Spain declares alert over wildcat air strike

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Spain declared a state of alert Saturday after a wildcat strike by air traffic controllers shut down the nation's skies, opening the way to criminal action.

It was the first state of alert since Spain turned into a democracy after the 1975 death of dictator General Francisco Franco.

At a crisis meeting, ministers launched the extraordinary measure for 15 days because almost all airports were paralysed by the action, Interior Minister Alfredo Perez Rubalcaba told reporters.

This means "controllers can be mobilised and in case they do not turn up for work they will be committing a crime of disobedience stipulated in the military penal code," said Rubalcaba, who is also deputy premier.

Rubalcaba warned earlier of serious prison sentences for strikers who defy the law.

Air traffic control was placed under the control of the country's military the previous evening by Prime Minister Jose Luis Rodriguez Zapatero after controllers called in sick en masse in a row over work hours.

A day after strikers launched their surprise action, disrupting holiday travel for a least 250,000 passengers according to airports, no planes were taking off and many airlines cancelled flights for the day.

"There are no flights. We only have transatlantic arrivals at Madrid-Barajas. They are the only flights operational," said a spokesman for Spanish airport operator AENA.

"The situation is the same in the whole country."

All flights were cancelled until at least 1pm (1200 GMT), AENA said.

But flag carrier Iberia and others airlines including Air France, KLM, Thai Airways, Spanair, Ryanair and Easyjet cancelled operations for the rest of the day.

It is the gravest crisis in Spain's skies since Iceland's Eyjafjoell volcano erupted in April, forcing the world's biggest shutdown since World War II with 100,000 flight cancellations in two months.

The strike is also a test for Spain's government, which has vowed to cut costs so as to douse fears of a Greek-style debt crisis, including by reforming airport work hours and partly privatising the airport operator AENA.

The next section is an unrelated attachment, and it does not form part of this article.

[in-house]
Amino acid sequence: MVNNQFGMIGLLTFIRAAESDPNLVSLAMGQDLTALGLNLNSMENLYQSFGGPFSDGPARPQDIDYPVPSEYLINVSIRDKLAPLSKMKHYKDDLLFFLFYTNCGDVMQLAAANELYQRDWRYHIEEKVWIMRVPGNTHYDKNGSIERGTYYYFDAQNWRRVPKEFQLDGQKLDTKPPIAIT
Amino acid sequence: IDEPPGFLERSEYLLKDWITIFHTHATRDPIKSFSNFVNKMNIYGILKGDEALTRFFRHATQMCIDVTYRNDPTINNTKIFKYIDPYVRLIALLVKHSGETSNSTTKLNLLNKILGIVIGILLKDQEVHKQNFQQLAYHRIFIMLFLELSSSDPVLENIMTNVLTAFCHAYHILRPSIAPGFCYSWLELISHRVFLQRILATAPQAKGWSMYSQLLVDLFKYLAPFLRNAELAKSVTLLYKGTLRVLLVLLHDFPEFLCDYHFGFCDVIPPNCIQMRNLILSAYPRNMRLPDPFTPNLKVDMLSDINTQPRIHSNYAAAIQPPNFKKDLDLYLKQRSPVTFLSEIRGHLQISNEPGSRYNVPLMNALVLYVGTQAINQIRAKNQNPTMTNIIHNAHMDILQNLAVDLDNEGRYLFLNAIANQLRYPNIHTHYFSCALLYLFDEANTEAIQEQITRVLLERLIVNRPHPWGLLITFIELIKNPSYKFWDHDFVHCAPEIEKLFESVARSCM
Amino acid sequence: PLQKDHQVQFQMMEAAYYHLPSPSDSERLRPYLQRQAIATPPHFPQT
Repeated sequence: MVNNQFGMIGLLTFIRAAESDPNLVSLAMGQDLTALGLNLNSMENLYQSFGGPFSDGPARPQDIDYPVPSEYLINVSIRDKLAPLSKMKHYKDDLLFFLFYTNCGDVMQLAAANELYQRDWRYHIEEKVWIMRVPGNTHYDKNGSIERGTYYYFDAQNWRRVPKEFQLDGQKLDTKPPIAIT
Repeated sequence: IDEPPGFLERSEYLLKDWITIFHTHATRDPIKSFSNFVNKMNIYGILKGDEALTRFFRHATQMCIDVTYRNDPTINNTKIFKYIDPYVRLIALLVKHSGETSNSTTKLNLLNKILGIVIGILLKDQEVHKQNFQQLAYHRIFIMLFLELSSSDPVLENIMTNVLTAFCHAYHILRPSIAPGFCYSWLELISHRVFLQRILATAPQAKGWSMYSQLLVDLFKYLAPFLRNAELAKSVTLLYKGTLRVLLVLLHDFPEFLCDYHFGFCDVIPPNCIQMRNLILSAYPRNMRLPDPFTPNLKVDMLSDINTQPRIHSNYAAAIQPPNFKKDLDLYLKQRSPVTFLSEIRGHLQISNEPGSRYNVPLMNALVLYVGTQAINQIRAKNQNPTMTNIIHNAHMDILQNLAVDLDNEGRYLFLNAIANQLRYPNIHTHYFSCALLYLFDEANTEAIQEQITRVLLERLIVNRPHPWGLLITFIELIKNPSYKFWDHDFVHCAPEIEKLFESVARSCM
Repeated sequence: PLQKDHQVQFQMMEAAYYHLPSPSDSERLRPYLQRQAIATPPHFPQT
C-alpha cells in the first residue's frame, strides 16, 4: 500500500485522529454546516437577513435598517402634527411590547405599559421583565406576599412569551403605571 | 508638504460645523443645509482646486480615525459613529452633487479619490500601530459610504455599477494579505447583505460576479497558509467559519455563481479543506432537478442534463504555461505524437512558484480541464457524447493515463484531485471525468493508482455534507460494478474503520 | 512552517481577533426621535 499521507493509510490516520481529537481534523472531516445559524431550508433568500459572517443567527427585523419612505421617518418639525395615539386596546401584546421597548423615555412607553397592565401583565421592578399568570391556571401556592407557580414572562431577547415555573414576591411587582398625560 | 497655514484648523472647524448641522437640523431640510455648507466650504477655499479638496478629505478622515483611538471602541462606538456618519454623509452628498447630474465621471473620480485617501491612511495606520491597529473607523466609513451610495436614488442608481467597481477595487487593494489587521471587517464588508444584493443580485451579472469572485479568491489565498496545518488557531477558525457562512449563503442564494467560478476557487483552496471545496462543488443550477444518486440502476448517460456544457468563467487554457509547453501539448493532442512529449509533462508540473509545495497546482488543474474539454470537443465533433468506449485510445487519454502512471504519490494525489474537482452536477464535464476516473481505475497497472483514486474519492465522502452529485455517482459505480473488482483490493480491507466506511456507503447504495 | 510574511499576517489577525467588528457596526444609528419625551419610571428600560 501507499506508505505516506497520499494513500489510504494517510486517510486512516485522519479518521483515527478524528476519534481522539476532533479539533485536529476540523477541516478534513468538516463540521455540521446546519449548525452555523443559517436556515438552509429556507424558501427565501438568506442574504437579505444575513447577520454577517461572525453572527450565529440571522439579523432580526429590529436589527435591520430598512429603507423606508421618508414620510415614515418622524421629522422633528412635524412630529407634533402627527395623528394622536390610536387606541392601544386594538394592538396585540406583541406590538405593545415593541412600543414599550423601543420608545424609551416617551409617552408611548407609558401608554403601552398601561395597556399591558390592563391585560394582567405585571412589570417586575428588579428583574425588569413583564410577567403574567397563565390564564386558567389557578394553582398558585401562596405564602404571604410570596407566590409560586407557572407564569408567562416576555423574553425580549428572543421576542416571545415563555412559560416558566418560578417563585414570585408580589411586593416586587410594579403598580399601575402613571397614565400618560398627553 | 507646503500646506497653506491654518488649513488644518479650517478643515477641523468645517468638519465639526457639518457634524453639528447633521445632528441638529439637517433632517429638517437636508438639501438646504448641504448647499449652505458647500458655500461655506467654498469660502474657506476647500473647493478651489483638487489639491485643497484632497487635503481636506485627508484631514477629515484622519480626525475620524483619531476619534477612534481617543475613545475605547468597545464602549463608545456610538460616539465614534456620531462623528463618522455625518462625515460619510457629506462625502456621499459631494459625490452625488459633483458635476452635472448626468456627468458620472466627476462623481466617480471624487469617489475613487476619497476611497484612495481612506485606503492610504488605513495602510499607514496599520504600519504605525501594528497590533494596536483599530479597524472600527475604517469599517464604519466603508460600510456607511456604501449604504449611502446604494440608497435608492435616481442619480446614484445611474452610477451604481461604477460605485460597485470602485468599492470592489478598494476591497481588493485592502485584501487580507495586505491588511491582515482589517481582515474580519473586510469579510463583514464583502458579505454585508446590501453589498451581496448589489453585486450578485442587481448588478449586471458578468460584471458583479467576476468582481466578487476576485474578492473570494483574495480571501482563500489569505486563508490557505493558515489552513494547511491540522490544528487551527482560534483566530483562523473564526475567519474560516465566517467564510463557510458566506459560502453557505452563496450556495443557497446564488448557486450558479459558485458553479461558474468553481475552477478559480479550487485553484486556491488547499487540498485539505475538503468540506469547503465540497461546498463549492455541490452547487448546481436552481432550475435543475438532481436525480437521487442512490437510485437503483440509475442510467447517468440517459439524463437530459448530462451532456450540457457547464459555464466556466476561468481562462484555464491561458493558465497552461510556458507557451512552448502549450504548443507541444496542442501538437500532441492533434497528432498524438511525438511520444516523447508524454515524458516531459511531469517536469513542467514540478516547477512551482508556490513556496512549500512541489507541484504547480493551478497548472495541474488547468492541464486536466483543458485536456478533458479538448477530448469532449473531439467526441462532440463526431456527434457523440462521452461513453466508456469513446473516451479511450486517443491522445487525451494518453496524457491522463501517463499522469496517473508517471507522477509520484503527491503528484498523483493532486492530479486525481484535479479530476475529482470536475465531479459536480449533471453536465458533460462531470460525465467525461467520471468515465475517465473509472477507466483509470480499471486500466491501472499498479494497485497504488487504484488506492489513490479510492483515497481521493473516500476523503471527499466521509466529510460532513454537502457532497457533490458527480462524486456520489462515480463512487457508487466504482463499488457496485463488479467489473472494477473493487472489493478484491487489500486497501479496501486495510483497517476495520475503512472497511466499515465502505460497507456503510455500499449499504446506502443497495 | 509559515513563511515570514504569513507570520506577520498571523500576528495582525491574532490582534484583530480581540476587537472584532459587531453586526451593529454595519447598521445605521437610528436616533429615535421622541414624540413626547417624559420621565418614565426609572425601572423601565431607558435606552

At Madrid-Barajas airport, thousands of passengers spent the night sitting or lying under blankets on the airport floor. Many others were seeking refunds or flight changes.

Flight displays showed one-third of flights cancelled including to northern Spain's Bilbao, Amsterdam and Washington.

Teresa Cabezas, 6O, had been planning a four-day break in Krakow, Poland and was not sure if she would be reimbursed. "They told us the flight was cancelled and gave us claim forms," she said.

Next Monday and Wednesday are days off in Spain and many people will also take Tuesday so as to have a five-day break.

The strike action coincided with a cabinet decision Friday to change the way Spain's airports work.

The government confirmed a ruling that the maximum time worked by air traffic controllers was 1,670 hours a year but also clarified that this total did not include non-aeronautical work.

A spokesman for the Syndicate Union of Air Controllers said this meant time taken for paternity or sick leave would not count within the maximum working hours for air traffic controllers.

"We have reached our limit mentally with the new decree approved this morning obliging us to work more hours," spokesman Jorge Ontiveros said in an interview late Friday.

"We took the decision individually, which then spread to other colleagues who stopped work because they cannot carry on like this. In this situation we cannot control planes," he said.

The Spanish government is fighting global financial market concerns over its public debt levels.

As part of a package of measures it has also announced the sale of up to 49 percent of AENA, raising as much as nine billion euros according to Spanish media, expanding earlier plans to sell only 30 percent.

© 2010 AFP

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